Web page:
Much of the world’s manufacturing takes place in the third world. As the third world infrastructure degrades and its populations suffer from lack of food, shelter and heath services, their economies will most likely crash. I think that there will be bottlenecks in manufacturing and costs will increase dramatically.

Secondly, as we see the world change, I think that there will be more and more focus on consuming less. This is already happening, though nowhere near to what it needs to be to decrease emissions to the level that is needed to avert senario four.

What both of these things point to is a slow down in the economy. Since the US is already heading into a rather significant recession, I wonder if it will have the resiliency to avoid a serious economic crash.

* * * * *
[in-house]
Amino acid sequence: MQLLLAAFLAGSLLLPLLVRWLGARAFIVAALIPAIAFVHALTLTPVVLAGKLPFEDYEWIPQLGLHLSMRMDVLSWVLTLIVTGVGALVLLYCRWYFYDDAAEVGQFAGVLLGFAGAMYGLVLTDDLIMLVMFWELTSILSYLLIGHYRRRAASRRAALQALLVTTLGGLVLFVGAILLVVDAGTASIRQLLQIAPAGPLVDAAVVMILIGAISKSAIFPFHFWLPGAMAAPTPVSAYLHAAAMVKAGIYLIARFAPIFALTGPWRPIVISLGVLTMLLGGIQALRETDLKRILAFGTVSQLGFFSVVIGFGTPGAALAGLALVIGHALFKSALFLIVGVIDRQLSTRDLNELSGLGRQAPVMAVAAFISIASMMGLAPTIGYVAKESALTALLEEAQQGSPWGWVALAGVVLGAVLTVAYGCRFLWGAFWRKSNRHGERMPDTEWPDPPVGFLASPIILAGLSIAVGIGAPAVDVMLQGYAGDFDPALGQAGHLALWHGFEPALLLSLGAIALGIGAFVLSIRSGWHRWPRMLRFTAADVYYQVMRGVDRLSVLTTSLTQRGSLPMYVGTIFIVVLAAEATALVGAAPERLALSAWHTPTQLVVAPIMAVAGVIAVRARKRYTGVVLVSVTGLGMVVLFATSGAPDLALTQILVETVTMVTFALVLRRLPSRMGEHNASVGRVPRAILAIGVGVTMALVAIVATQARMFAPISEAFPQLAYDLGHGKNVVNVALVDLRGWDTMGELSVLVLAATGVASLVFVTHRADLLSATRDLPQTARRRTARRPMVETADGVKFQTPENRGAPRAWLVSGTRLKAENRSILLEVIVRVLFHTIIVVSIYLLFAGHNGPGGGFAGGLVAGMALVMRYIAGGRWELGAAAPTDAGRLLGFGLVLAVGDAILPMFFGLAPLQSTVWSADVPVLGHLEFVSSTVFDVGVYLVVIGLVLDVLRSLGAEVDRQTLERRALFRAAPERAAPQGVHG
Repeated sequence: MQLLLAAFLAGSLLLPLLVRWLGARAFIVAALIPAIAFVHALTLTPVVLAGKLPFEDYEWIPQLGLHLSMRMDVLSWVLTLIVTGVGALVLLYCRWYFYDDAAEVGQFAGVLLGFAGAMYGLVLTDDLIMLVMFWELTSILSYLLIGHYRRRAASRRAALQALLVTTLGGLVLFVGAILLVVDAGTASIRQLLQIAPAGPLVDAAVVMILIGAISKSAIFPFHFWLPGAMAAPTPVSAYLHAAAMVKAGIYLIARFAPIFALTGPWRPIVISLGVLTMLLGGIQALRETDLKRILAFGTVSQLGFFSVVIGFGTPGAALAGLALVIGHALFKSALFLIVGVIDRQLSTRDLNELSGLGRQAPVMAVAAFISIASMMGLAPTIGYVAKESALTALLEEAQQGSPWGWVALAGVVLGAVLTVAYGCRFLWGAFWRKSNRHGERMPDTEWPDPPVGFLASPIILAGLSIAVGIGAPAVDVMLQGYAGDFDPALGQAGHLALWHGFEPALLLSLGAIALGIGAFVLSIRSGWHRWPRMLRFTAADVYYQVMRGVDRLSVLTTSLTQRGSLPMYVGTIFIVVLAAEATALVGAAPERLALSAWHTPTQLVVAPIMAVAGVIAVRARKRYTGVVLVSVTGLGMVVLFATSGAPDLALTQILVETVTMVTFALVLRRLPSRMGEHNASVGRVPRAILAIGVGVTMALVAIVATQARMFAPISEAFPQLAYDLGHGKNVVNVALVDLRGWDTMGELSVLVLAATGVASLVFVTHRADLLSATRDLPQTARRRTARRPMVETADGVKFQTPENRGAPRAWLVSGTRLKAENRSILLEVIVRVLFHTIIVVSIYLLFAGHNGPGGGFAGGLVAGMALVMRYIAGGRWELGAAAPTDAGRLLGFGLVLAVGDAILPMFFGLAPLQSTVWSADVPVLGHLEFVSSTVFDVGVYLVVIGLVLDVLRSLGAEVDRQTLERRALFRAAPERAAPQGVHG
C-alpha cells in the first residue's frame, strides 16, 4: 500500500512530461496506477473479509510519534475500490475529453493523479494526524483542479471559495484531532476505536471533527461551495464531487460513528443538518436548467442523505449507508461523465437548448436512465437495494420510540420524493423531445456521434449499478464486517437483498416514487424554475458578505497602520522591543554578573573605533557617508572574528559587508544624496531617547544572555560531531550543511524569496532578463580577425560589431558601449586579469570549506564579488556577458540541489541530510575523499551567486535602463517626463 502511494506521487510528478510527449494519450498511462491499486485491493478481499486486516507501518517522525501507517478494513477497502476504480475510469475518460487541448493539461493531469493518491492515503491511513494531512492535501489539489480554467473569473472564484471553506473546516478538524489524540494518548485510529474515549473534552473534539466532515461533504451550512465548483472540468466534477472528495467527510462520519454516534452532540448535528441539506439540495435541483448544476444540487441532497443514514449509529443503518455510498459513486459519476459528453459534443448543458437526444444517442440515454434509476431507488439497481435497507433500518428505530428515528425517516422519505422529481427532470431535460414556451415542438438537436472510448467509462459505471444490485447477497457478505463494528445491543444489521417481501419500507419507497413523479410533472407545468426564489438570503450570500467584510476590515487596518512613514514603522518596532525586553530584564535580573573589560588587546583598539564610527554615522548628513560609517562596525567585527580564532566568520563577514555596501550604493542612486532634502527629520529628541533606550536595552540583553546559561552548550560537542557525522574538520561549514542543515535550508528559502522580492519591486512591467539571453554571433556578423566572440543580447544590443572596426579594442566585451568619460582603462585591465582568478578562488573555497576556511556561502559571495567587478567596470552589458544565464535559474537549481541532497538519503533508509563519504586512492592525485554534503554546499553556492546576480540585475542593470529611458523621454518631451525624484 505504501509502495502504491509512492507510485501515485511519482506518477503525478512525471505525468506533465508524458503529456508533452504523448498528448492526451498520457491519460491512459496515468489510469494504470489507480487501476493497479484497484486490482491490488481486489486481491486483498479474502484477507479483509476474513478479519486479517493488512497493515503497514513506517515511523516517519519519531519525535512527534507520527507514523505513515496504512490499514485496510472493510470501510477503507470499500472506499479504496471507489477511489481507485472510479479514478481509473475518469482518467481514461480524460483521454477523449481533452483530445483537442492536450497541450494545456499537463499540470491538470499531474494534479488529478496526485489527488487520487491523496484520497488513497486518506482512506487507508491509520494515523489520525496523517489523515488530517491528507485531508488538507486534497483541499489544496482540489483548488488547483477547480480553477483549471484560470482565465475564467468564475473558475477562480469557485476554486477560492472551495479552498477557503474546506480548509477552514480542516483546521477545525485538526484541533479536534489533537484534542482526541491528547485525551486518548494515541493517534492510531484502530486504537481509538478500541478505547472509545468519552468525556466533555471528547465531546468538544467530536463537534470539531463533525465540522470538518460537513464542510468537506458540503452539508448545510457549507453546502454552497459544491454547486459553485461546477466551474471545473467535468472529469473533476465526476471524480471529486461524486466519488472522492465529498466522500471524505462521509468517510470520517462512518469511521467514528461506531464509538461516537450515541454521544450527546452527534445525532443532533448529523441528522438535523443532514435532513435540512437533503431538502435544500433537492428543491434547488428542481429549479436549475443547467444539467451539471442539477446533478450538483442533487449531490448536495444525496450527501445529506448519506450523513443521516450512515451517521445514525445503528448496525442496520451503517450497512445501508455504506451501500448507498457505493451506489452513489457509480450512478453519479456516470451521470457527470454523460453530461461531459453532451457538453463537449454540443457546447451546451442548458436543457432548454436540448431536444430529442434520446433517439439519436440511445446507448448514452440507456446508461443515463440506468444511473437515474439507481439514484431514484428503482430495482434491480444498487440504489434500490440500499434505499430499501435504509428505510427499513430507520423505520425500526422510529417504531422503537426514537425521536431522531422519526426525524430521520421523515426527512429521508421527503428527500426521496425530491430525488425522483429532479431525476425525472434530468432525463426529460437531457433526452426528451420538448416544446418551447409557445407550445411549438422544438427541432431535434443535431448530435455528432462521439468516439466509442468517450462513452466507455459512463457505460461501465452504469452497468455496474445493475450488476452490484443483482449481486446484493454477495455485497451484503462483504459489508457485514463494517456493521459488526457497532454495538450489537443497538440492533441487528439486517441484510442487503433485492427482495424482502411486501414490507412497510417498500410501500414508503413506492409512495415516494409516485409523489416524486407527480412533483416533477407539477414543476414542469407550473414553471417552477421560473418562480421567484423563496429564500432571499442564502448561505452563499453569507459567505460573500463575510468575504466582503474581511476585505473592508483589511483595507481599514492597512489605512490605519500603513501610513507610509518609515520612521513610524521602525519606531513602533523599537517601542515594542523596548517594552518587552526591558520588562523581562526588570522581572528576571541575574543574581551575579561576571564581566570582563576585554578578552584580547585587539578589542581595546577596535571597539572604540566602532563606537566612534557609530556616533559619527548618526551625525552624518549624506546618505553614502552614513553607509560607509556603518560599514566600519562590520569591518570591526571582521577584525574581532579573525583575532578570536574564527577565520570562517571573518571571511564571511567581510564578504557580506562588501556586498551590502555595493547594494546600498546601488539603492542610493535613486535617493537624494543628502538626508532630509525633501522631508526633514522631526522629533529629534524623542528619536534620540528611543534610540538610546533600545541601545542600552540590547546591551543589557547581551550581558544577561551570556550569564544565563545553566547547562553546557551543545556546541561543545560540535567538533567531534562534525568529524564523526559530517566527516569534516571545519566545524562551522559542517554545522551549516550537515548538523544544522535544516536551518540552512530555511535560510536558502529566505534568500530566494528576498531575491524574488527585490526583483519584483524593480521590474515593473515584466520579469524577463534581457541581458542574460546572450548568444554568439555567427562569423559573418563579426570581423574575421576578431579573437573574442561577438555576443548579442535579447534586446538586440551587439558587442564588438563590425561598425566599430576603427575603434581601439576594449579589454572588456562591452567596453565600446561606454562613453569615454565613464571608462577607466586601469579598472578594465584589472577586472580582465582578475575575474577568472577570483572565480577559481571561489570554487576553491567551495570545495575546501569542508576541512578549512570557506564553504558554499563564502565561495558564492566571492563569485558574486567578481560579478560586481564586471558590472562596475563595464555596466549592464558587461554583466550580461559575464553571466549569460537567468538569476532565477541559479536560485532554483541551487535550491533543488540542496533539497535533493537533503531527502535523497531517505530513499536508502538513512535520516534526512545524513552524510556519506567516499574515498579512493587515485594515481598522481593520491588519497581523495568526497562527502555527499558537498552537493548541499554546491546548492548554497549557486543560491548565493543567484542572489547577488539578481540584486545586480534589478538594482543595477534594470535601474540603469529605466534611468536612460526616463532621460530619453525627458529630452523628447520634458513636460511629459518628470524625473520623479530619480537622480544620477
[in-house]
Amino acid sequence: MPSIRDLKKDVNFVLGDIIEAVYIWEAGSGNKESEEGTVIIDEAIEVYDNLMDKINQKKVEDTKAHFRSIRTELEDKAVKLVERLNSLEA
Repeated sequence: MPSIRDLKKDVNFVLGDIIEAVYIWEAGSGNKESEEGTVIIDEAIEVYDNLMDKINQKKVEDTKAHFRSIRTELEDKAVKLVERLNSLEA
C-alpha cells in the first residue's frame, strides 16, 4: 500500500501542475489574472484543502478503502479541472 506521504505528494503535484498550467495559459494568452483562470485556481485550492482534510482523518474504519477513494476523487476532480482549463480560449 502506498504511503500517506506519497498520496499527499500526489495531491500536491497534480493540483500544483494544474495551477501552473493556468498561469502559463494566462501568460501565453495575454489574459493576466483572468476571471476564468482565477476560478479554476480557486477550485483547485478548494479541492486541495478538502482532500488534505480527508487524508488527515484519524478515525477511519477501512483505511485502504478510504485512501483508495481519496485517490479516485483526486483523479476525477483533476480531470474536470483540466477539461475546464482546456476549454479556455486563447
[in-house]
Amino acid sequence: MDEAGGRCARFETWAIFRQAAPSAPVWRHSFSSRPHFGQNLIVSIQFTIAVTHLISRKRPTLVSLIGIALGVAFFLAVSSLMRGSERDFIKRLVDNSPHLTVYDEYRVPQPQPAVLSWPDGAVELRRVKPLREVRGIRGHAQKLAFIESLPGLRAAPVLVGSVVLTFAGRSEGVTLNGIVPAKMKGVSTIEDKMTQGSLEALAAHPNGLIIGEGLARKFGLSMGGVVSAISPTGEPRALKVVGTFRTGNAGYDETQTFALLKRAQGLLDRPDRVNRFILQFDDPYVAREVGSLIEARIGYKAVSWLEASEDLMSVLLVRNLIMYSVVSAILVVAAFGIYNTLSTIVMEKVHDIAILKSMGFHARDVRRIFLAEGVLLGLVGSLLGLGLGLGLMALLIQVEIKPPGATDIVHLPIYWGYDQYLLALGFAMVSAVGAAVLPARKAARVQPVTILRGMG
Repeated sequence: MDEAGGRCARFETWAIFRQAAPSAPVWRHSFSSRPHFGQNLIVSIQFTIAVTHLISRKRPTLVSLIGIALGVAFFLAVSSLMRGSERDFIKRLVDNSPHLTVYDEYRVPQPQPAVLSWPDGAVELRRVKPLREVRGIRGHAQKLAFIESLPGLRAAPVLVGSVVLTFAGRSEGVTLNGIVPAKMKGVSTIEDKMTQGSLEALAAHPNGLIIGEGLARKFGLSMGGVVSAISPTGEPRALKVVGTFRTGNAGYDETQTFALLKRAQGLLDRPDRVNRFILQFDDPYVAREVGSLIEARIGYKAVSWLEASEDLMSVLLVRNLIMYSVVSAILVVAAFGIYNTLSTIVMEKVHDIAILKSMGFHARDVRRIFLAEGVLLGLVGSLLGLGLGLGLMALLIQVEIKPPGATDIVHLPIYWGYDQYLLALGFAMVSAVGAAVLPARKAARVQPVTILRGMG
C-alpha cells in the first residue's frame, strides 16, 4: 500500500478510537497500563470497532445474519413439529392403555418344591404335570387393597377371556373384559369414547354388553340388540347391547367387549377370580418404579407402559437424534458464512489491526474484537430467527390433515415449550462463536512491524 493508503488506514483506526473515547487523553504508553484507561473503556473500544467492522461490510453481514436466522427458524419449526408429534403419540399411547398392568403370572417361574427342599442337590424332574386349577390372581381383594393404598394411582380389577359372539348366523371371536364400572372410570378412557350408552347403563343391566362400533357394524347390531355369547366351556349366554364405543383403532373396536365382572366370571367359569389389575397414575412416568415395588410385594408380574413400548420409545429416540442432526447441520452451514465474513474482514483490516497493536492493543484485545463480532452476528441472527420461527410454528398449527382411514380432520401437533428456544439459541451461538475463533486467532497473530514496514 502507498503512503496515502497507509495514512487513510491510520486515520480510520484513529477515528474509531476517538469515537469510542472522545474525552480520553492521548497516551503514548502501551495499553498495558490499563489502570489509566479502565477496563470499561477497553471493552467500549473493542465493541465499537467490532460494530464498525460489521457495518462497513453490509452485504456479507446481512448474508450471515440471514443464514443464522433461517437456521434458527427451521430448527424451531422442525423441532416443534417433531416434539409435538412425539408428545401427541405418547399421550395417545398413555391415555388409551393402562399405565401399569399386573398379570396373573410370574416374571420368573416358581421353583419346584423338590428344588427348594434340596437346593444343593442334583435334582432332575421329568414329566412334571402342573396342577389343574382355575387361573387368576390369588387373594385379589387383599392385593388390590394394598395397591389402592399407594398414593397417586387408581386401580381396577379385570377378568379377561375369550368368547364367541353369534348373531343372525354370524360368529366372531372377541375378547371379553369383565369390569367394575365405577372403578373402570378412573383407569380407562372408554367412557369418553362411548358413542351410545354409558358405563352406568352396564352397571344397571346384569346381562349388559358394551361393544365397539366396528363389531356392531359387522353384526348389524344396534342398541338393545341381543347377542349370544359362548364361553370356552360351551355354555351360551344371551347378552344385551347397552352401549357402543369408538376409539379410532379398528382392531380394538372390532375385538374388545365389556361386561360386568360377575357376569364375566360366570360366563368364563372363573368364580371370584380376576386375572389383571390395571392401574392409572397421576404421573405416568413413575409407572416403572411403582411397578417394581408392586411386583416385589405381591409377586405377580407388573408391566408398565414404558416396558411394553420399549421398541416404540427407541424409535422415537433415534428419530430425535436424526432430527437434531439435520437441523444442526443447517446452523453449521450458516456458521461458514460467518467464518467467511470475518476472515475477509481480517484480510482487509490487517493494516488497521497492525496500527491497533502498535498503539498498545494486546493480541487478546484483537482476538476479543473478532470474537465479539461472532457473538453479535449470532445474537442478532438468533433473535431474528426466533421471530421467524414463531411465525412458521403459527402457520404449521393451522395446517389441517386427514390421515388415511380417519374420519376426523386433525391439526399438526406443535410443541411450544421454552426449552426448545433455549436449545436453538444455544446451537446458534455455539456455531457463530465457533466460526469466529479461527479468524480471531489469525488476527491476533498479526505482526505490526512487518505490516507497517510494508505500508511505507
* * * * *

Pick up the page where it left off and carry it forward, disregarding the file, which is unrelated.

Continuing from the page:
Statistics show that “American consumers owed a grand total of $1.9773 trillion in October 2003, according to the latest statistics on consumer credit from the Federal Reserve. That’s about $18,654 per household, a figure that doesnt include mortgage debt. The number is up more than 41% from the $1.3999 trillion consumers owed in 1998.” (MSN Money)

An economic slow down means that more and more people will be out of work — we might be able to feed and shelter ourselves, but we won’t be able to pay our outstanding debts.  This will greatly aggravate the depression, throwing more and more businesses into failure. 

People who have spent their lives saving for their retirement will lose everything.  And this will hit us at the height of the elderly baby-boomer population.

We are spending like there is no tomorrow. We are using up our world like there is no tomorrow.